Two-time Australian Open champion Victoria Azarenka walked onto Rod Laver Arena knowing that the No. 2 and No. 3 ranked players were already out of the tournament and that the draw appeared to be opening up in her favour.
She blinked at first, when Japanese qualifier Naomi Osaka broke her at love in the first game of their third-round match, but recovered quickly and responded with a 6-1, 6-1 win in 56 minutes.
The 14-seeded Azarenka, back in form after two injury-interrupted seasons, has dropped just five games in three matches at Melbourne Park after warming up with a title at the Brisbane International.
Azarenka had 24 winners to only four for Osaka, who was making her Grand Slam main draw debut.
“She’s a little unpredictable and she surprised me with her game,” said Azarenka, who signed off with a now-customary “dab” and discussion on dancing and music.
She will next play No. 48-ranked Barbora Strycova, who upset third-seeded Garbine Muguruza 6-3, 6-2 in the previous match on the centre court.
There are three Australian Open champions remaining in the women’s draw six-time winner Serena Williams and 2008 winner Maria Sharapova are on the other half and could meet in the quarterfinals.
Muguruza’s rapid rise to the No. 3 ranking sharpened the focus on her run in Australia, attention which only increased after No. 2-ranked Simona Halep and No. 8 Venus Williams, a seven-time major winner, lost in the first round.
It didn’t help Muguruza, though, with her loss to Strycova extending a disappointing follow-up in majors since a breakthrough run to last year’s Wimbledon final. She lost in the second round at the U.S. Open and her third-round exit here was worse than her two previous trips to Melbourne Park, where she reached the fourth round.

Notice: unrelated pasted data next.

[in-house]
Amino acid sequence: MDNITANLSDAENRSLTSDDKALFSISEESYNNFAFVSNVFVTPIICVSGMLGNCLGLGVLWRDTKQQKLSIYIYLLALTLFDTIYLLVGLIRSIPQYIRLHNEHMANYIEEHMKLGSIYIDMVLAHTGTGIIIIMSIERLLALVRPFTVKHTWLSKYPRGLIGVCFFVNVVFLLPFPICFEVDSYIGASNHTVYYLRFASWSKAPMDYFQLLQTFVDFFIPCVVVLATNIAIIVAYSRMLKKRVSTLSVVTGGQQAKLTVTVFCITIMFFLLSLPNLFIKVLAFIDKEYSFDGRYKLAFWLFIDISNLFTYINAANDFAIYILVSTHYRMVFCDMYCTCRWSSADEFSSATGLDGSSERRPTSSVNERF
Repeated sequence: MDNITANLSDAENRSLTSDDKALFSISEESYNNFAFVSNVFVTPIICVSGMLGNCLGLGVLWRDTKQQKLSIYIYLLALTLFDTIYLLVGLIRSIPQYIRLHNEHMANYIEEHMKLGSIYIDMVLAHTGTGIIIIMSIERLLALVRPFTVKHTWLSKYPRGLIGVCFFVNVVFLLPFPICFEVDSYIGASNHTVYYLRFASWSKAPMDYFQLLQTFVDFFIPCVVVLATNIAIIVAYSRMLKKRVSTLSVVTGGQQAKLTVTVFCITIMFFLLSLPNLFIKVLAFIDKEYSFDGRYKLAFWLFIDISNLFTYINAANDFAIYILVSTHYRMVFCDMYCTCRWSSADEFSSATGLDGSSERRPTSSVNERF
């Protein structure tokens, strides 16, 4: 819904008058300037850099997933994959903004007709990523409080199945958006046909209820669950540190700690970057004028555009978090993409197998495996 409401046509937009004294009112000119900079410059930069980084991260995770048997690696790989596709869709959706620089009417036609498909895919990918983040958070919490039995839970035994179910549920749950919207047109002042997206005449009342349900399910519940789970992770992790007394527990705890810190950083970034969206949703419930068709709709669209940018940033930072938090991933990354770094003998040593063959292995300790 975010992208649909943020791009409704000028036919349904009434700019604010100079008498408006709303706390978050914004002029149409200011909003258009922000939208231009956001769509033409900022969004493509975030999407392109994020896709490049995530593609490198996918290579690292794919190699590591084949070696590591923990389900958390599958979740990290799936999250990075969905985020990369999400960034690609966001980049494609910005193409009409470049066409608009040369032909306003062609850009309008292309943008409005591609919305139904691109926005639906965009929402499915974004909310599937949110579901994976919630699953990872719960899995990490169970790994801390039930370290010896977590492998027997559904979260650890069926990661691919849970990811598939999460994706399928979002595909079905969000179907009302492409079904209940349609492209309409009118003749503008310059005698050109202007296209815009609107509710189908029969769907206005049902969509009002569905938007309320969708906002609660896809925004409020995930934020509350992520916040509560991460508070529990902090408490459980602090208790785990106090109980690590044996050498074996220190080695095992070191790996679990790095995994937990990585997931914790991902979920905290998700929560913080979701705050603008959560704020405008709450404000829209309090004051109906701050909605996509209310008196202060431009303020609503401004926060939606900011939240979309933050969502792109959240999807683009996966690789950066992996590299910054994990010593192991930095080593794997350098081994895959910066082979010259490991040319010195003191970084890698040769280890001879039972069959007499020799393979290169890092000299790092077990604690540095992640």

“Clearly not my best, for sure. I think today is a very bad day, you know, at the office,” she said. “I just couldn’t find the court, my shots. Yeah. Didn’t really find my game.”
Muguruza misfired frequently on her ground strokes, finishing with 32 unforced errors, and appeared to be lethargic at stages of the match. Her loss left No. 7 Angelique Kerber as the highest-ranked player in the bottom half of the women’s draw.
Strycova has only been past the third round once before in 38 Grand Slams, and that was when she reached the quarterfinals of Wimbledon in 2014. Knowing her next rival was likely to be the growing favourite, Azarenka, Strycova decided to stay in the moment.
“I will enjoy myself first because I beat No. 3 in the world,” she said.
Johanna Konta, who beat Venus Williams, became the first British woman to reach the fourth round at the Australian Open since Joe Durie in 1987, giving the Brits and Aussies something to celebrate.
Konta, who was born in Sydney and became a British citizen in 2012, beat Denisa Allertova 6-2, 6-2 and will next play No. 21-seeded Ekaterina Makarova, a semifinalist here last year, who had a 6-3, 6-2 win over No. 9 Karolina Pliskova.